Gay is good and getting better
So much has changed in the LGBT community recently, it’s hardly surprising that those seismic shifts would be reflected in this year’s pics at Outfest Los Angeles, which runs July 11 through 21 at the DGA and other venues.
“The big change that we’re seeing is that there are fewer coming-out stories, fewer stories of victimization,” says Kristin Pepe, director of programming. In some ways, many of the films are a lot like hetero-theme films — only with gay characters. “The films are about families, work issues, midlife crises and how the characters respond to those situations.”
“The characters are gay, but they’re dealing with other elements of their lives,” says Kirsten Schaffer, Outfest’s exec director. “Filmmakers now are free to tell other stories.”
Schaffer points to Stacie Passon’s film “Concussion,” about a lesbian couple in their 40s.
“They’ve already come out, they’ve had children, and now they’re dealing with a midlife crisis and being in their 40s and living in suburban New Jersey,” Schaffer says. “It’s exciting to see these kinds of stories. We want to see our lives reflected onscreen with the complexity that exists in real life.”
In Michael Mayer’s “Out in the Dark,” about a politically charged same-sex love affair, Schaffer says, “The story is less about their being gay than their being an Israeli and a Palestinian. They can’t be together because they’re relegated to two different countries; it’s more about that political situation than it is their being gay.”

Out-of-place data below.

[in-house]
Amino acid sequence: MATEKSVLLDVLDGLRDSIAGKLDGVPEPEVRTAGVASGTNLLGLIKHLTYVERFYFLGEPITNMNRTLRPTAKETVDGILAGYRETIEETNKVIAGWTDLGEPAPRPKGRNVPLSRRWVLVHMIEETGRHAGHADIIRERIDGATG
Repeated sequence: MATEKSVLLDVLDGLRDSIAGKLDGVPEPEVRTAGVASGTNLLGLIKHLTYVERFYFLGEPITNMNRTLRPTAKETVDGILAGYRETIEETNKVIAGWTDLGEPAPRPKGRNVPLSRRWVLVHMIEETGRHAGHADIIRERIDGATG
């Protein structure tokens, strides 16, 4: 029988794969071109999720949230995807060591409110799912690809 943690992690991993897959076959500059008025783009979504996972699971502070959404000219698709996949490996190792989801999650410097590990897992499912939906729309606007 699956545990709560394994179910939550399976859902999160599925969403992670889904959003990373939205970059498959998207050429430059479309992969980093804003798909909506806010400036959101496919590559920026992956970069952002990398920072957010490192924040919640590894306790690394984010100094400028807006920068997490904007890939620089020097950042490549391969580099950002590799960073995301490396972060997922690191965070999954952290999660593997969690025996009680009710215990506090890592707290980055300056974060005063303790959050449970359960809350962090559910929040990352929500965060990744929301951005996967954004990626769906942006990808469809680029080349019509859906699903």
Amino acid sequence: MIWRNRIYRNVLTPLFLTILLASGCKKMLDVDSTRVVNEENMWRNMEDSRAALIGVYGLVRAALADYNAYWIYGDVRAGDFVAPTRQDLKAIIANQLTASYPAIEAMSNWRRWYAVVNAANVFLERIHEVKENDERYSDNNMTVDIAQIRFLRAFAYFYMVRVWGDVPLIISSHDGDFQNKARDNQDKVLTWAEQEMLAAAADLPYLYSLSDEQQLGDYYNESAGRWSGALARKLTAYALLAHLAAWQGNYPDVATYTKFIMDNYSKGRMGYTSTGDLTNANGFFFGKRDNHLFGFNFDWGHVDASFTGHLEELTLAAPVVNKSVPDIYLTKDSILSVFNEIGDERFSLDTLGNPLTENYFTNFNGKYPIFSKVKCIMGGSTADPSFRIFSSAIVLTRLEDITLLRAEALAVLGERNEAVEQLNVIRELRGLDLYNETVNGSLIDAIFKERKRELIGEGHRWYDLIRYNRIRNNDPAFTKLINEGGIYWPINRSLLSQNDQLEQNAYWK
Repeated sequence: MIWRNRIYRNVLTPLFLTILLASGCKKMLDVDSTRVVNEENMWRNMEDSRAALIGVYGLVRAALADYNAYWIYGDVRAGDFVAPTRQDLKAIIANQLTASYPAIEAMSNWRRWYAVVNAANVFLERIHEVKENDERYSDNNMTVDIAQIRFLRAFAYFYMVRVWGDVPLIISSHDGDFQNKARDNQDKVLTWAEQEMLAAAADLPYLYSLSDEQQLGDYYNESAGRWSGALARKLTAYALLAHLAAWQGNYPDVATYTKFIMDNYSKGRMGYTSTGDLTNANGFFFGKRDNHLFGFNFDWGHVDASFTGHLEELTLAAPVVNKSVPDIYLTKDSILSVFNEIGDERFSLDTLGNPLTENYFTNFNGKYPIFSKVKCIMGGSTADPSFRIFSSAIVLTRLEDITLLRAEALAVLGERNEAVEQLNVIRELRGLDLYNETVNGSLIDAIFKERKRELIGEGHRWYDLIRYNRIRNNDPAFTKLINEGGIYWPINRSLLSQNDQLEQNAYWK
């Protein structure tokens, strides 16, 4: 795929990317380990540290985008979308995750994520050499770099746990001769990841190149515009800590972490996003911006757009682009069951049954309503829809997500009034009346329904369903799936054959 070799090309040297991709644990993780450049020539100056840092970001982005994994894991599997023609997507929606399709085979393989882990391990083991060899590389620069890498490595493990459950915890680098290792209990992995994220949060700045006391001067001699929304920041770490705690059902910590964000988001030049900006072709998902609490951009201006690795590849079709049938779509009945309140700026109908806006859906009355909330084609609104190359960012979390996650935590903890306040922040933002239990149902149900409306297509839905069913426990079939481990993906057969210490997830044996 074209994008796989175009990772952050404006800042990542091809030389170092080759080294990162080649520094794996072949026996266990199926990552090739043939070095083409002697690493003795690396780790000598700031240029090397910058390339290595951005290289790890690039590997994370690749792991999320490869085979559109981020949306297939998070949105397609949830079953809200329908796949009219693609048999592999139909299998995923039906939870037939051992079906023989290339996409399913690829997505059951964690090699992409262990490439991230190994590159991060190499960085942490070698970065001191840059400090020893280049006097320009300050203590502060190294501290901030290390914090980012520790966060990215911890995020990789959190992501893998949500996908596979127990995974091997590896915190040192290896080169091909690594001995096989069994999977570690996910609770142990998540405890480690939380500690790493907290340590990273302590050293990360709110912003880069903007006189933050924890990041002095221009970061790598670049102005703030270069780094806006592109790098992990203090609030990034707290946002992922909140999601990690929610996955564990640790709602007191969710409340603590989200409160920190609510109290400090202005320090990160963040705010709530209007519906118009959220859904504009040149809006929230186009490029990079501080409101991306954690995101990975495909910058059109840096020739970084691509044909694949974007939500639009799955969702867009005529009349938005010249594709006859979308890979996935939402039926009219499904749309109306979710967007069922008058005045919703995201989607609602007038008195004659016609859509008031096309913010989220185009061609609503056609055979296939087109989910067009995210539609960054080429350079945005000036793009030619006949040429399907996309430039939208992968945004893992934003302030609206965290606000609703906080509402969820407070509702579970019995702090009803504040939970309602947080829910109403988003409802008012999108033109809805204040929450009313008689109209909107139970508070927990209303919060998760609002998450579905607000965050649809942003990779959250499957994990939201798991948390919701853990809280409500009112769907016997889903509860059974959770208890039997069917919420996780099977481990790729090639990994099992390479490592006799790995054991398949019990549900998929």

Not that the fest has turned its back on film’s depicting LGBT discrimination.
“In the submission process, we saw a lot of homophobia but in third-world countries,” says Pepe, who mentions three titles:
Roger Ross Williams’ doc “God Loves Uganda” profiles American ministers who have inspired the “kill the gays” legislation in that African country. Subarna Thapa’s “Soongava, Dance of the Orchids” is the first LGBT film to come from Nepal, and profiles a woman who rejects a prearranged marriage to run off with her girlfriend. There’s also “Born This Way,” which filmmakers Shaun Kadlec and Deb Tullmann shot in Cameroon, where homosexuality is punishable with a five-year prison sentence.
Says Kadlec: “If you live in a place like New York or Los Angeles, it can feel like the fight for LGBT equality is finished — minus marriage equality on the federal level. But we are the 1% when it comes to LGBT equality. In at least 76 countries, you can go to jail for being gay, and in most of the world, including a huge part of the United States, homophobia is incredibly strong. It’s so easy to forget what a luxury of freedom and acceptance we have, and to ignore the millions in our community who live in fear every day.”
This year, the Outfest directors are especially proud of screening three pics that were developed in the Outfest screenwriting lab: Doug Spearman’s “Hot Guys With Guns,” Darren Stein and George Northy’s “G.B.F.” and Yen Tan and David Lowery’s “Pit Stop,” which had its premiere earlier this year at Sundance.
On July 11, the fest’s opening night gala at the Orpheum Theater honors “Boys Don’t Cry” helmer Kimberly Peirce.